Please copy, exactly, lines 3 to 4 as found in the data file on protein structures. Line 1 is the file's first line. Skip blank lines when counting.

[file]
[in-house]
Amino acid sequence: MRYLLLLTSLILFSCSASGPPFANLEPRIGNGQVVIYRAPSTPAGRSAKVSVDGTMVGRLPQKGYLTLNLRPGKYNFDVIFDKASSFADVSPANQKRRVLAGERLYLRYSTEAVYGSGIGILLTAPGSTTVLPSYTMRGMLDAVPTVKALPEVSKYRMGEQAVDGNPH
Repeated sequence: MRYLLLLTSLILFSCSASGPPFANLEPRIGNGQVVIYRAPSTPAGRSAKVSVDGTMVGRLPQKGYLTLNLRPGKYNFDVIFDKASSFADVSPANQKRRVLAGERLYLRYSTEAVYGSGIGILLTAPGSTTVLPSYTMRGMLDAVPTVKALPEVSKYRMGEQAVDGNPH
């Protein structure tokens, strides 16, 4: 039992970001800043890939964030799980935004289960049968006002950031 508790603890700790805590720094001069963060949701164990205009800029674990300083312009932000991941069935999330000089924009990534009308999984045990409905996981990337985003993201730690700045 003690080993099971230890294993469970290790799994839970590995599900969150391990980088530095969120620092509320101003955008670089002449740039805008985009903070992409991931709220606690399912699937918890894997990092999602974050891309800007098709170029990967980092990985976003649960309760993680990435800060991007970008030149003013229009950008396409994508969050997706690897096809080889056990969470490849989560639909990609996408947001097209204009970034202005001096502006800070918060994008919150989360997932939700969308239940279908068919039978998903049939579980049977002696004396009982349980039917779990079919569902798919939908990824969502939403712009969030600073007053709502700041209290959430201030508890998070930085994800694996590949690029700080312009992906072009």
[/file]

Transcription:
Repeated sequence: MRYLLLLTSLILFSCSASGPPFANLEPRIGNGQVVIYRAPSTPAGRSAKVSVDGTMVGRLPQKGYLTLNLRPGKYNFDVIFDKASSFADVSPANQKRRVLAGERLYLRYSTEAVYGSGIGILLTAPGSTTVLPSYTMRGMLDAVPTVKALPEVSKYRMGEQAVDGNPH
């Protein structure tokens, strides 16, 4: 039992970001800043890939964030799980935004289960049968006002950031 508790603890700790805590720094001069963060949701164990205009800029674990300083312009932000991941069935999330000089924009990534009308999984045990409905996981990337985003993201730690700045 003690080993099971230890294993469970290790799994839970590995599900969150391990980088530095969120620092509320101003955008670089002449740039805008985009903070992409991931709220606690399912699937918890894997990092999602974050891309800007098709170029990967980092990985976003649960309760993680990435800060991007970008030149003013229009950008396409994508969050997706690897096809080889056990969470490849989560639909990609996408947001097209204009970034202005001096502006800070918060994008919150989360997932939700969308239940279908068919039978998903049939579980049977002696004396009982349980039917779990079919569902798919939908990824969502939403712009969030600073007053709502700041209290959430201030508890998070930085994800694996590949690029700080312009992906072009």